September Pieces Of My Mind #1

Gold leather appliqué blanket, recreated on the basis of a museum piece, 15th century
  • “Overkill” and “The Ace of Spades” are pretty much the same song.
  • Sexologists have done big intercultural investigations of what men find attractive in women. There’s one huge factor that dominates the results, from Kamchatka to Table Bay. It’s not your age, weight, boobs or butt. It’s simply whether you act like you’d like to go to bed with the guy. Yes? You’re super attractive. No? You’re a plain Jane. Now, I just realised something. This means that the biggest built-in intercultural turn-on in us men is simply consent. Not bad!
  • Movie: John Carter (2012). Baroquely exaggerated sword & sandal in the tradition of Milius’s Conan the Barbarian. Grade: OK.
  • On Tenacious D’s 2006 track “Master Exploder”, Jack Black parodies over-the-top heavy metal singers who think they can blow your mind while actually blowing your mind with his over-the-top heavy metal singing.
  • Jarlabanke was a big landowner and an avid runestone patron in Täby near Stockholm during the 11th century. Runologist S.B.F. Jansson once quipped that he was quite saddened when a runestone was found announcing Jarlabanke’s death.
  • Love writing research! Currently a paper collecting the evidence for Aska hamlet as a possible assembly site in the period AD 1000-1350. I have the best job!
  • Unexpected feeling of familiarity and belonging in the History Museum’s Viking Period exhibition. I’ve never had a job at the museum despite a number of applications through the decades. But if knowing this period’s material entitles you to membership of the tribe, then I do belong after all.
  • Movie: Andromeda Strain (1971). A pathogen from space threatens humanity in what starts promising as a lavishly produced techno thriller. Soon it sadly bogs down into a long slow lavishly produced techno yawner. Grade: OK.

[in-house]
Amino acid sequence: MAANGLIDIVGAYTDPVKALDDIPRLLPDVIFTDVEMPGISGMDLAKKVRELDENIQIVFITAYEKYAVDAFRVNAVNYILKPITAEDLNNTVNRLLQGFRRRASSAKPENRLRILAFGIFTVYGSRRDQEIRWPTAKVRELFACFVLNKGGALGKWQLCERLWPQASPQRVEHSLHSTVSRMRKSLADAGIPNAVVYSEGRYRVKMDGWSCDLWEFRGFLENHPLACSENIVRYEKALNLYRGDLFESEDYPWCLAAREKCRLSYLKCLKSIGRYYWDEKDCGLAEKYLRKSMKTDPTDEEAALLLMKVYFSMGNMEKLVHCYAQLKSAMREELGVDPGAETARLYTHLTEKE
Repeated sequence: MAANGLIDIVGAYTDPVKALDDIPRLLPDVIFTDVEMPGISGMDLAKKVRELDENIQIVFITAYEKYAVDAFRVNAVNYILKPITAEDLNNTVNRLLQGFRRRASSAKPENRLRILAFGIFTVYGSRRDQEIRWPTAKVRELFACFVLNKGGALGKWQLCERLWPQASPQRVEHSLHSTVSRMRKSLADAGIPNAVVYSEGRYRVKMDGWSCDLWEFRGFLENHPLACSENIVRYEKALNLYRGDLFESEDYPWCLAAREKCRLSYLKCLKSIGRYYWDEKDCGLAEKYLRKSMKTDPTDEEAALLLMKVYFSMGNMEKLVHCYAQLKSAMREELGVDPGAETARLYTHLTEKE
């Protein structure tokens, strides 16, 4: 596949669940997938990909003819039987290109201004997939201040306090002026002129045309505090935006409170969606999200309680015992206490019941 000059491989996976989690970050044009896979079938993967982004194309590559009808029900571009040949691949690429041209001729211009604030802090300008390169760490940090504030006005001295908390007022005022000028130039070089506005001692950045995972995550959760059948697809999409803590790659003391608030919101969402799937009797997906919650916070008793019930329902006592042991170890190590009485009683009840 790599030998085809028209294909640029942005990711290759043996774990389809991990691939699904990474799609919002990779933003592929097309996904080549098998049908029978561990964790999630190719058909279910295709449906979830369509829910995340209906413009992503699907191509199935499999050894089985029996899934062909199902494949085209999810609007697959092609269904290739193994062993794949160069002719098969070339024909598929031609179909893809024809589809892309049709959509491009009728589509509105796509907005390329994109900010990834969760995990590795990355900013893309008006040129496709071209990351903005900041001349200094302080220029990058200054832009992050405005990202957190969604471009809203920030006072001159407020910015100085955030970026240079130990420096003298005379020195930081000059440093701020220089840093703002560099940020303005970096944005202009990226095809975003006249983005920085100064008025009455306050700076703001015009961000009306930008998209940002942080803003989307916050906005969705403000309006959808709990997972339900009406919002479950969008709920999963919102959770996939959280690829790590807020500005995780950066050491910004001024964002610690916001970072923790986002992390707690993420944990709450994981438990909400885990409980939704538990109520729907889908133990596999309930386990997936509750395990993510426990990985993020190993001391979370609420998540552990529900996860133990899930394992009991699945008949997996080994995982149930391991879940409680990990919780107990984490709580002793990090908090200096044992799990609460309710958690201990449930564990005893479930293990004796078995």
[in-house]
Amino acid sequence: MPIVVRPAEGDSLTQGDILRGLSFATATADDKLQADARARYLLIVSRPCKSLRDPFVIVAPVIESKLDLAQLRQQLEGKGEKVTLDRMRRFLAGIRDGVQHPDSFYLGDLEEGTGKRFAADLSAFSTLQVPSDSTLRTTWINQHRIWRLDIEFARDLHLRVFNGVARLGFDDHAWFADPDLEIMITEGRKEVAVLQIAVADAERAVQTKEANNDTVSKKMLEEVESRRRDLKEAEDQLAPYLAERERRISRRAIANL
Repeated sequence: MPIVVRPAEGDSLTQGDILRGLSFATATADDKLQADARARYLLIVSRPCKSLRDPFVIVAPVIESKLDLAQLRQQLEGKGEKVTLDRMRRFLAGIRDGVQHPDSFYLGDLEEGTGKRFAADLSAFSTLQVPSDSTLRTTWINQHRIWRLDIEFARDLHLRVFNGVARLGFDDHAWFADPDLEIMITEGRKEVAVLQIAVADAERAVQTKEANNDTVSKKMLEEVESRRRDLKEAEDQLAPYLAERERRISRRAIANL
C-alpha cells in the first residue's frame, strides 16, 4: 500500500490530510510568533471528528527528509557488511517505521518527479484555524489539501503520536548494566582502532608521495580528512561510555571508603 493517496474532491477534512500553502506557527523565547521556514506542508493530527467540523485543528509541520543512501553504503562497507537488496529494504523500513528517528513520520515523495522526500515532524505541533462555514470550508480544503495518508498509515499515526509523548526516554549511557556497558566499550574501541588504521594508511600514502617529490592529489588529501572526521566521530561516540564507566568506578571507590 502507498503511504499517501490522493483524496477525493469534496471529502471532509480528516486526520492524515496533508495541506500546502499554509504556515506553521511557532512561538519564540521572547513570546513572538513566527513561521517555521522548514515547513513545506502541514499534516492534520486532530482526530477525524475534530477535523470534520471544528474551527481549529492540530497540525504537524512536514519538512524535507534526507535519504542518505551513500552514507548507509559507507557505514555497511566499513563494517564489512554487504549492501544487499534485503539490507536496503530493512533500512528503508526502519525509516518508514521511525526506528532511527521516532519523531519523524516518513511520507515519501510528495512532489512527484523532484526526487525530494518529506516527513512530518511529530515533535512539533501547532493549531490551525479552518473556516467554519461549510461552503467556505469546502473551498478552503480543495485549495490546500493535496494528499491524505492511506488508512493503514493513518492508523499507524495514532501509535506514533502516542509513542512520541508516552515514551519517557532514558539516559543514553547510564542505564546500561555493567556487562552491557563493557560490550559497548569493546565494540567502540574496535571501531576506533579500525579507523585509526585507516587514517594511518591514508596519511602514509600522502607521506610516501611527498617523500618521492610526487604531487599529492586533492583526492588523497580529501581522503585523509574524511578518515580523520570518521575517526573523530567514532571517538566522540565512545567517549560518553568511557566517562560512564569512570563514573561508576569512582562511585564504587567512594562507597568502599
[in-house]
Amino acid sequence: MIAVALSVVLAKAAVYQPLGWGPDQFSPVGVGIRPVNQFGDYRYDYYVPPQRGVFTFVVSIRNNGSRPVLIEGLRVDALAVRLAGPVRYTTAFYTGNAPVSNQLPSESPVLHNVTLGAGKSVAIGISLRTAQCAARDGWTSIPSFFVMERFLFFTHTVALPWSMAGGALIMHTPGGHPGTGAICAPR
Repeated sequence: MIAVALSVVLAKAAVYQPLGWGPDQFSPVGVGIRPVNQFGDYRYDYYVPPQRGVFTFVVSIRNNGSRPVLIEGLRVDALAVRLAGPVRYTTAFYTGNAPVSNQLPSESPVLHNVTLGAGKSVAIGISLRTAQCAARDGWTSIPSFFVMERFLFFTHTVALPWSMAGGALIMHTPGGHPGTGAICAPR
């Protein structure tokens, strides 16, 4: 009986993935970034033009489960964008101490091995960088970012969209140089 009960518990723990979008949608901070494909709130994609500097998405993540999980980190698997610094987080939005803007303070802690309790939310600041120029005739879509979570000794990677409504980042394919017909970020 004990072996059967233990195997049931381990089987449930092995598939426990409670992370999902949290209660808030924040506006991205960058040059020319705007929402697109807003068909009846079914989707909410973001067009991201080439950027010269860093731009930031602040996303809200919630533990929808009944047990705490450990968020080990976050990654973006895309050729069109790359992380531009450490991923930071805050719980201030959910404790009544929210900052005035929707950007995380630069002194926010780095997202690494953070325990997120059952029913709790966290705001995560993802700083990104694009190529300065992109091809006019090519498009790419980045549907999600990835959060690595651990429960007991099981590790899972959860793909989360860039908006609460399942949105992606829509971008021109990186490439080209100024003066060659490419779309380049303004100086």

• I napped on the ground in the woods today. I usually get extremely sleepy around half past one.
  • Imagine you’re at a conference about something you know super well. Maybe it’s been your job for decades. But nine tenths of the participants are completely ignorant of the subject. Of course you’ll find it pretty annoying to listen to all the ignorant questions asked there. But I’m guessing that what will really drive you nuts is the slew of enthusiastic and wildly inaccurate answers given to each question. That’s why I can’t stand the main Facebook group about Swedish archaeology.
  • In the mid 80s a young relative of mine was into synth pop and home computers. So he stole a Commodores album in a shop. He was disappointed.
  • Asked at the Swedish History Museum’s shop if they wanted some more copies of my Medieval castles book. “Yes please, bring us fifteen”. That’ll be the big backpack, then.
  • Hey steampunk people, I’ve got a paper coming up in the Post-Medieval Archaeology journal titled “Chivalrous Knights in the Age of Steam”.
  • The oldest, ugliest, clunkiest and flakiest web sites I use regularly are those maintained by major scientific publishing houses to handle submissions for their journals. In fact, modern submission website design could probably be used as a criterion to identify predatory fake online journals.